How are you? How are the things you do and the thoughts you think? How are your home, your friends, and your family? How is your life?
In our lives, moments fracture into tiny pieces that we cannot just pick up and put back together. We're forced to see the situation's complete imperfection. In a sleek, societal culture that's obsessed with the incessant need to attain perfection, this can be our spiritual downfall. It's almost easier to fight and suffer than it is to accept things for what they are.
When things get tough, we can take root in a mindful concept: wabi-sabi. This Japanese philosophy is a non-physical feeling, a way of being, an acceptance of the imperfect circle of life—and an appreciation for both growth and decay. Here's how to cultivate the wabi-sabi way of life.
Savor the Present
Words are just different ways to label something that's familiar, but what's unique about the phrase of wabi-sabi is that it's entirely untranslatable. Even within traditional Japanese culture, it's not clearly definable. In actuality, its age-old nuances merely invite us to change our perceptions about the way we participate in life. We must learn to be content and let go of yearning.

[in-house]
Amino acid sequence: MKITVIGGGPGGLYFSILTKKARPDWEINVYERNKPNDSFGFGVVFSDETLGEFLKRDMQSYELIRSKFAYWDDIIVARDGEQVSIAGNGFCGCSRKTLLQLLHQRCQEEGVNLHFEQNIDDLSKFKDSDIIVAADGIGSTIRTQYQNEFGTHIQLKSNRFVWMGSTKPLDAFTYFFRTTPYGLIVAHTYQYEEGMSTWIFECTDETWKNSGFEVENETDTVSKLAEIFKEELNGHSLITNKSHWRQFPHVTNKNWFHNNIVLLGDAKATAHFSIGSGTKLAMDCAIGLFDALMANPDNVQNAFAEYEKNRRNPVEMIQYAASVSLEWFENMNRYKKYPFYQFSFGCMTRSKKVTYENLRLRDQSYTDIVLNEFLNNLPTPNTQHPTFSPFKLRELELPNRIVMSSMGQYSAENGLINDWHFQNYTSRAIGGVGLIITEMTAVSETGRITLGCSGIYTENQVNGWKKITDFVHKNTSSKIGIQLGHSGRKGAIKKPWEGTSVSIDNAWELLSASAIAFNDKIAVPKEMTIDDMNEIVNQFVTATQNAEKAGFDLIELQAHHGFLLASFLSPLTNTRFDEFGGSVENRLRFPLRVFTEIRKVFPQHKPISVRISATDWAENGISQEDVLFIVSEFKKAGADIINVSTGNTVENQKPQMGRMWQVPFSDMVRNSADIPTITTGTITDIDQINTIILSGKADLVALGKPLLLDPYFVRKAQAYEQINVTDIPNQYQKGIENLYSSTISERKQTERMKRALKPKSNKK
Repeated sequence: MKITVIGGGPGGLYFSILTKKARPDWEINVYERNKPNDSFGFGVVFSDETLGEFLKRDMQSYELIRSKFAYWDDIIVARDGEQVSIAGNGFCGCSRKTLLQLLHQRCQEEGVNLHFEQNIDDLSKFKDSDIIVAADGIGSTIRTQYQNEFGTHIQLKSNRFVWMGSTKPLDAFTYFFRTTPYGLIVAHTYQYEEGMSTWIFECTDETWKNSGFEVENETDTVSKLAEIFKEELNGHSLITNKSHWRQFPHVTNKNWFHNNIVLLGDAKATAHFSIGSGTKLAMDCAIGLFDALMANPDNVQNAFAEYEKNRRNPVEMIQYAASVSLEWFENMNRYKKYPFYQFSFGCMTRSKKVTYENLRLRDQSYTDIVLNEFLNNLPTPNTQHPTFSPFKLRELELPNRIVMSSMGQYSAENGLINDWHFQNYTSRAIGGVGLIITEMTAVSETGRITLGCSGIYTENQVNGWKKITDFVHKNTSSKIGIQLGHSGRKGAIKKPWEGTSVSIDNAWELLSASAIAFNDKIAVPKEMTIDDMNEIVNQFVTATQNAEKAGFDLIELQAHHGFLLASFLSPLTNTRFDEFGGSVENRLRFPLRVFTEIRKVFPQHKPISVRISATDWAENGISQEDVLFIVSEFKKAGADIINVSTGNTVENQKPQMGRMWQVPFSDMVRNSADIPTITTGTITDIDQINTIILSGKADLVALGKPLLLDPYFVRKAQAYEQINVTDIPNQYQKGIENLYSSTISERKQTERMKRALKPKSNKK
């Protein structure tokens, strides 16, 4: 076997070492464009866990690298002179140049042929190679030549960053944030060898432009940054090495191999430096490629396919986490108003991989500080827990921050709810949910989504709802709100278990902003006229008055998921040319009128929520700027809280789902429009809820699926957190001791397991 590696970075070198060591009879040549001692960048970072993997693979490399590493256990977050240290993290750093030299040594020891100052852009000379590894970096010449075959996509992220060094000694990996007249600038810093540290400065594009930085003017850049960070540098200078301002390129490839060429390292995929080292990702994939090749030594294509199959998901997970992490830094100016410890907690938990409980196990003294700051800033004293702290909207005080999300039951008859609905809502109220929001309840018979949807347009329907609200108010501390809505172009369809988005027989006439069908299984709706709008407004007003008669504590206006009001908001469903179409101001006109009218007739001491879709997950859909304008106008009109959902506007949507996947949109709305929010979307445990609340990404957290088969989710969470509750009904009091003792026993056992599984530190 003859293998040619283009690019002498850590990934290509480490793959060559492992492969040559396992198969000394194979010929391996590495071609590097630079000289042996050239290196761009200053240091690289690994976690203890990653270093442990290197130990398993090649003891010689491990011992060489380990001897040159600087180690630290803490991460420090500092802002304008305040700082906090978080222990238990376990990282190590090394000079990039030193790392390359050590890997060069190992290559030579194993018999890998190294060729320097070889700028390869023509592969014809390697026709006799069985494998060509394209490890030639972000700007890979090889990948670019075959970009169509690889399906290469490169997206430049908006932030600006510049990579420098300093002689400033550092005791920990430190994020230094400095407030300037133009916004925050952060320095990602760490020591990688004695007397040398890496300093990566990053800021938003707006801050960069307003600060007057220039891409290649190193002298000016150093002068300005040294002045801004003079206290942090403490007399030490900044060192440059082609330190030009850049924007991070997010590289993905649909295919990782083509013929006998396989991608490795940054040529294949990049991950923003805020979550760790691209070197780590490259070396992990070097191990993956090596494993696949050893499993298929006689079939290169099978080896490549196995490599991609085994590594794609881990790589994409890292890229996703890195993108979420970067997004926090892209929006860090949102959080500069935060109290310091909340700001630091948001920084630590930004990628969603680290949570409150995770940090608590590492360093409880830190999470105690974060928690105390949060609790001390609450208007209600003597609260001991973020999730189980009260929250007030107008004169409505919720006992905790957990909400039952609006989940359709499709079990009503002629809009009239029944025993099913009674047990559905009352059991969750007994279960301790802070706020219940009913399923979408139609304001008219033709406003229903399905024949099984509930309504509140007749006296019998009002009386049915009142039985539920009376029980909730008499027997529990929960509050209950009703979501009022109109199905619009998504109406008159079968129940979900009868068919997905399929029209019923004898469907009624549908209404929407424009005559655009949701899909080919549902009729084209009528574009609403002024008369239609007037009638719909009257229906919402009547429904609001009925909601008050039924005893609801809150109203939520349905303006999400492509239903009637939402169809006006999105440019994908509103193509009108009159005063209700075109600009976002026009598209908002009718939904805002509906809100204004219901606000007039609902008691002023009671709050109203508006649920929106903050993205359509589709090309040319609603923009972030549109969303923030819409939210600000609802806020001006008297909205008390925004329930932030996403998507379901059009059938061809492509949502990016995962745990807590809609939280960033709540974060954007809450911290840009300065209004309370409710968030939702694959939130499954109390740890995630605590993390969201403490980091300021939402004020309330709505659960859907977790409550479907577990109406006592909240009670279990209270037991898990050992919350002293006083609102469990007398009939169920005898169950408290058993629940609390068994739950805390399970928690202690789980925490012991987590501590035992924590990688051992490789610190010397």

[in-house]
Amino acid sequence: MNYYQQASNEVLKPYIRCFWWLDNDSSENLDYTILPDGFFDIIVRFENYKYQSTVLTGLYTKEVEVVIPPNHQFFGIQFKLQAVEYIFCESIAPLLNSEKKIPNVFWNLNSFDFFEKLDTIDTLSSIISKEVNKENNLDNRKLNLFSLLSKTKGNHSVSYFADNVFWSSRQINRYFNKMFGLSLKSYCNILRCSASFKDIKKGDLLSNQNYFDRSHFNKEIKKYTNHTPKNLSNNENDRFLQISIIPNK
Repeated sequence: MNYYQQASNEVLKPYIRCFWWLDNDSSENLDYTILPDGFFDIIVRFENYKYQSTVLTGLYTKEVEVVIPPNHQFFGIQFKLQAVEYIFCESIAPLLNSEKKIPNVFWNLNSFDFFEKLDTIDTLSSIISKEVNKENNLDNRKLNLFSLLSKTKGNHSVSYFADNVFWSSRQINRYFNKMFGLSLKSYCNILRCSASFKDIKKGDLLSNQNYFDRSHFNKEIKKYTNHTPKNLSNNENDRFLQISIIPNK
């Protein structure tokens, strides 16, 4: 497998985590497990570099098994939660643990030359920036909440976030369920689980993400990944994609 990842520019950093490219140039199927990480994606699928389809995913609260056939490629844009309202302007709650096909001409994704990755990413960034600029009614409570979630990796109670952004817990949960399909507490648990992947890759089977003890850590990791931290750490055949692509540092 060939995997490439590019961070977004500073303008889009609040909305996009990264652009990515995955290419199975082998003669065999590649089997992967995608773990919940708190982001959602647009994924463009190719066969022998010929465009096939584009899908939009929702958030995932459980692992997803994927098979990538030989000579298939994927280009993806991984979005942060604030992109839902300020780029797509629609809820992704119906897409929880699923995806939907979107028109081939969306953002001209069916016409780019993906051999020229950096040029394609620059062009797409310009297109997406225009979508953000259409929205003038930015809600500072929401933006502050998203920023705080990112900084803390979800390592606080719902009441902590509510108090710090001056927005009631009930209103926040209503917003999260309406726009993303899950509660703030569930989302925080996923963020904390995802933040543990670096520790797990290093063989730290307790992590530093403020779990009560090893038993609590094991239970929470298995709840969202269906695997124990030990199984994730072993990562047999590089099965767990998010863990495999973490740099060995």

Wabi connotates deeply with humbleness, nature, simplicity, and freshness. This is a core aesthetic concept intermingled into the rise of the Japandi style. To have a wabi mind and heart is to know peace: in other words, it is what it is. We are all transient beings on this Earth. Sabi conveys the acceptance of impermanence and savoring each brusque, breathing moment. The passage of time is an inevitable flux between what's euphoric and what's melancholic.
Redefine Beauty In and Around You
Aspects of this deep, cultural concept illuminate the unnaturalness of remaining stagnant throughout the seasons of life. Wabi-sabi frames nature as a static source of beauty throughout ceaseless change. If we look to the natural world, we can take ourselves away from societal expectations and embrace the beauty that comes with age, which is utterly imperfect, impermanent, and incomplete.
Wabi-sabi is the antithesis to the Western ideology praising the allure of all things flawless, complete, and enduring. Instead, we should wholly celebrate and appreciate visible cracks, crevices, scars, scuffs, and marks of time, rather than covering them up. When you expand your gaze to the things not normally seen, you'll notice the beauty in everything around you.
Seize Your Individual Story
Each person on the planet shares a duality: collective humanity that is also fiercely individual. Reflecting on your own personal narrative is how to cultivate the wabi-sabi way of life today. The paths you've traveled, all the highs and lows of the journey, and all the moments of metamorphosis have brought you here—they've brought you to this moment. There's value in each experience.
Now, let's ask once again: How are you? How are the thoughts that you think? How is your life?